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Arizona divorce: Don't forget about the tax consequences

Benjamin Franklin is usually credited with being the first to note that death and taxes are the only things certain in life. A cynic might add divorce to the equation, though the most often cited statistics indicate that just about half of all marriages result in divorce. While an Arizona divorce may not be a foregone conclusion, what is certain is that it will trigger some tax ramifications. Those negotiating a final settlement of their marital dissolution would do well to consider the potential impact on tax obligations going forward.

The first consideration is whether a couple can file a joint tax return while they are divorcing. The operative date is December 31. If a couple are still married on that date, they are entitled to file jointly. If, however, their judgment of divorce is finalized on December 31 or any prior date, they are considered divorced for the entire year. As such, they may not file jointly.

In community property states like Arizona, the income earned by a couple is considered earned by both of them. Thus, one half of the income earned by a spouse while married is considered the income of the other, whether they file jointly or separately. During a divorce year, if a joint return as a married couple is not filed, each spouse must include one half of the community property earned, no matter which spouse actually made the money.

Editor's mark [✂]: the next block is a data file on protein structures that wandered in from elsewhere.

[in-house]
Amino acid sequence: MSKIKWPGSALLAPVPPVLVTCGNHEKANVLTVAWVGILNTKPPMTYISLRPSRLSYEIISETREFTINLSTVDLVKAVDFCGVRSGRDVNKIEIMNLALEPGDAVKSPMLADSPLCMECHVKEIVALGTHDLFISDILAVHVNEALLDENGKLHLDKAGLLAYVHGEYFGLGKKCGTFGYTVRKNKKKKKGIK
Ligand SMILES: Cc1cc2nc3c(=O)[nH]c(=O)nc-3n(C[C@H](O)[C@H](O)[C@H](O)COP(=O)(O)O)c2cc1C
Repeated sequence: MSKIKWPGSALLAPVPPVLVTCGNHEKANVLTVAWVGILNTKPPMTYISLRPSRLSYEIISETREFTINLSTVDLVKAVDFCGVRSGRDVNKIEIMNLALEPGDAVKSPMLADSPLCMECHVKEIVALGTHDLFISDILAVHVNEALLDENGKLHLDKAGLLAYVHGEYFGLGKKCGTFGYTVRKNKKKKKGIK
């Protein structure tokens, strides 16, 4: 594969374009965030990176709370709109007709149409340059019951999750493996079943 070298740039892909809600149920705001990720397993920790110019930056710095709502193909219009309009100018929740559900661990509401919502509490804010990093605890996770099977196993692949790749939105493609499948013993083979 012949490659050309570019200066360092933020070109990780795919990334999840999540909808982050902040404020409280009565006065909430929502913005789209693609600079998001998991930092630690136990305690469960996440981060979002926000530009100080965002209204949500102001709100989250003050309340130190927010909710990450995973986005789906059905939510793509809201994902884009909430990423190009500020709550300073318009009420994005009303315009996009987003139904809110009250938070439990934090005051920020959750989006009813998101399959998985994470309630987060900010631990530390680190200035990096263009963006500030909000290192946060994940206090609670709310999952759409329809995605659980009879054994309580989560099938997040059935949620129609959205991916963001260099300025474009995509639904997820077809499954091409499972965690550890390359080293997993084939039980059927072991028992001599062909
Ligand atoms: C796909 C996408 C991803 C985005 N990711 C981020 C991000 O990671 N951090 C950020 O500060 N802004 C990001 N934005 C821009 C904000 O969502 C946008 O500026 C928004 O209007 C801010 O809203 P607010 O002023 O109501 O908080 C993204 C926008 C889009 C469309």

If children are involved, it is possible to agree to a division of the tax exemption available for each dependent child. The parties can also agree that the person who will receive the greatest benefit is entitled to claim the exemption. However, in any circumstance where a non-custodial parent seeks to claim the exemption, IRS form 8832 must be executed. That form is a formal release by the custodial parent of the right to claim the tax exemption.

Other issues remain. For instance, alimony (spousal maintenance) is tax deductible for the payer and reportable as income for the payee. Child support, on the other hand, is neither income to the payee nor deductible by the payer. And the fees paid in relation to obtaining a divorce are typically not deductible. While a divorce may not be as certain as death or taxes, it is certain to generate tax issues which are best addressed before the final paperwork is signed.

Source: The Orange County Register, "Tax decisions can be overlooked during divorce," Patrick Harper, Sept. 17, 2012

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